China’s mobile message service WeChat is cracking down on unauthorized ‘red envelope’ gambling rings on its network.
WeChat announced this week that it was forced to take action after many of its 700m active users refused to stop using the service’s ‘Hongbao’ function to organize informal gambling rings.
Hongbao, which made its debut in 2014, allows WeChat users to exchange virtual credits that can be used for online purchases or withdrawn as cash. The name comes from the Chinese practice of exchanging red envelopes containing money on special occasions. During this February’s Lunar New Year’s Eve, WeChat processed over 8b Hongbao envelopes, eight times higher than the previous year.
WeChat also offers a function that allows users to send Hongbao to a group of recipients with options to distribute the money evenly or on a purely random basis, with some members of the group winning big and others receiving a pittance.
Users quickly figured out a way to use the service to conduct gambling pools, with each member anteing up an initial stake of between RMB 50 to 5k (US $7.60 to $760), with the person who receives the lowest sum required to initiate the next lucky envelope.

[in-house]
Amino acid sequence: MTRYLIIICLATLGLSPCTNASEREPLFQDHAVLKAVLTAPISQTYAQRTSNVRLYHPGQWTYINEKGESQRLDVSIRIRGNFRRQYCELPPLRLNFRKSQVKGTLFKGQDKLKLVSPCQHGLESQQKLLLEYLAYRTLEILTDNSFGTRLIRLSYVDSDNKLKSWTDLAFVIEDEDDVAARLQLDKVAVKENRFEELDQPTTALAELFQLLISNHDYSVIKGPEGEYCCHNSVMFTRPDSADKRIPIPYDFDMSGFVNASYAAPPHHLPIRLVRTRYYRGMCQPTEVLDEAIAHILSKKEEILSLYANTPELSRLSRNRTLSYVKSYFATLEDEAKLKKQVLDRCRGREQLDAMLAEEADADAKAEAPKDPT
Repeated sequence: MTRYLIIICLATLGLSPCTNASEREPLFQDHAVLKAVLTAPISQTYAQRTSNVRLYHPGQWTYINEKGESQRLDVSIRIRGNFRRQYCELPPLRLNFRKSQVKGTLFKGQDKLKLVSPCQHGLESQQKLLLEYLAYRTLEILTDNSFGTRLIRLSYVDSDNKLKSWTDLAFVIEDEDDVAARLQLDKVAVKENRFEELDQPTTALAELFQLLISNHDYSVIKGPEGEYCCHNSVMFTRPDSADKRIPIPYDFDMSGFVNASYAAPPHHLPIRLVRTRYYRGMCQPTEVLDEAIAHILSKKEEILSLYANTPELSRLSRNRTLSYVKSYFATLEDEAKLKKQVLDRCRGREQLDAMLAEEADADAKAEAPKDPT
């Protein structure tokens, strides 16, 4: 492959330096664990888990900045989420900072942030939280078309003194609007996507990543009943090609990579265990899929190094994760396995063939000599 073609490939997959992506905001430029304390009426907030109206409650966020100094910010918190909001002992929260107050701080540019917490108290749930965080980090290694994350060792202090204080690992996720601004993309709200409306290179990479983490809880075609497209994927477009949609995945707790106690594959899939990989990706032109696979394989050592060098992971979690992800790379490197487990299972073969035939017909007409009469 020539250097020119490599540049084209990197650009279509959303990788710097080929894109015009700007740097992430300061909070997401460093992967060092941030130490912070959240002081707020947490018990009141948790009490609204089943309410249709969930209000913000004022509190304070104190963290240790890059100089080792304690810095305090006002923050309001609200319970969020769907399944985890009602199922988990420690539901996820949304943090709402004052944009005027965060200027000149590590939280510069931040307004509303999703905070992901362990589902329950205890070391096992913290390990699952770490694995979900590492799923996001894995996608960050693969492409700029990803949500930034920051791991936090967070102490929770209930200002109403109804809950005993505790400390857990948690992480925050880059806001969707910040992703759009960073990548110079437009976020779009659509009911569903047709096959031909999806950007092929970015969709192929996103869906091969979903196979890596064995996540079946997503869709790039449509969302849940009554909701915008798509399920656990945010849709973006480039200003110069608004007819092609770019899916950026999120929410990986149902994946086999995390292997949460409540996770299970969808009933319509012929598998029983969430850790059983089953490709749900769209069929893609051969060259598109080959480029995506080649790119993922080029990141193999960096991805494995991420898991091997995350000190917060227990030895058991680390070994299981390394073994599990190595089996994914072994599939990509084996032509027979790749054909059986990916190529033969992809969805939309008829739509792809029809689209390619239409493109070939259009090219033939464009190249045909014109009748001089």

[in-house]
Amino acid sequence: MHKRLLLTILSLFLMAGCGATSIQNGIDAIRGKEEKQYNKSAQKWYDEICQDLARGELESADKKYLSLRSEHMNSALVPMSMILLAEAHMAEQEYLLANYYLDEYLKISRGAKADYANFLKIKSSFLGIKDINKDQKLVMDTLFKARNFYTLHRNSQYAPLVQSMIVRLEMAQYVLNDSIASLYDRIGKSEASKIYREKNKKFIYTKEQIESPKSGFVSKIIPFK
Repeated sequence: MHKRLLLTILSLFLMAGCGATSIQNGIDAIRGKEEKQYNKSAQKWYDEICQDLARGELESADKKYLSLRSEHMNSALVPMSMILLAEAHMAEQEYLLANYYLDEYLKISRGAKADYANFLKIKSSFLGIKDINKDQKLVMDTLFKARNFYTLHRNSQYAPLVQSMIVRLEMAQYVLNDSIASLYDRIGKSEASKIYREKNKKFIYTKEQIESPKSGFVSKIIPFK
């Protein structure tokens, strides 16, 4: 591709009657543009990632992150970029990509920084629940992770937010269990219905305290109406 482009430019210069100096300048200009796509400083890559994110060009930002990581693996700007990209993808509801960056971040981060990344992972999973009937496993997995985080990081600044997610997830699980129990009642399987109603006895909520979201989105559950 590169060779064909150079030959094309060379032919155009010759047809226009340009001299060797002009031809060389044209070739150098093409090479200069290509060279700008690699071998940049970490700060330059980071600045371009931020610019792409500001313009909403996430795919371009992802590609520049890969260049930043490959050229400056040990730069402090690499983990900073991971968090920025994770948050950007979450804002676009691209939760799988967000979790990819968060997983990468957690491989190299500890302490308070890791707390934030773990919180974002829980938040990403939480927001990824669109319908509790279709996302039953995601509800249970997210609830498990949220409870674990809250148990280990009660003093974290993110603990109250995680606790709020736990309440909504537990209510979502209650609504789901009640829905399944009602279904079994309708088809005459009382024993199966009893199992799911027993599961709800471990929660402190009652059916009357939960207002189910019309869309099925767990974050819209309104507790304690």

This week, WeChat said it was launching new actions to crack down on such groups. So far, it has studied 8k groups, three-quarters of which have been cut off from accessing the Hongbao service. WeChat says individuals found to be continuing to engage in such activity in other groups will have their accounts closed.
An editorial in the regime’s official mouthpiece China Daily said Hongbao gambling was “a new form of internet alienation” and was worse than traditional betting because it was “more infectious and has hidden capital flows.”
The editorial put the onus of exposing such groups on social media providers, end users as well as the public security services. The crackdown comes as Chinese authorities are on high alert to detect illegal online betting on the Euro 2016 football tournament.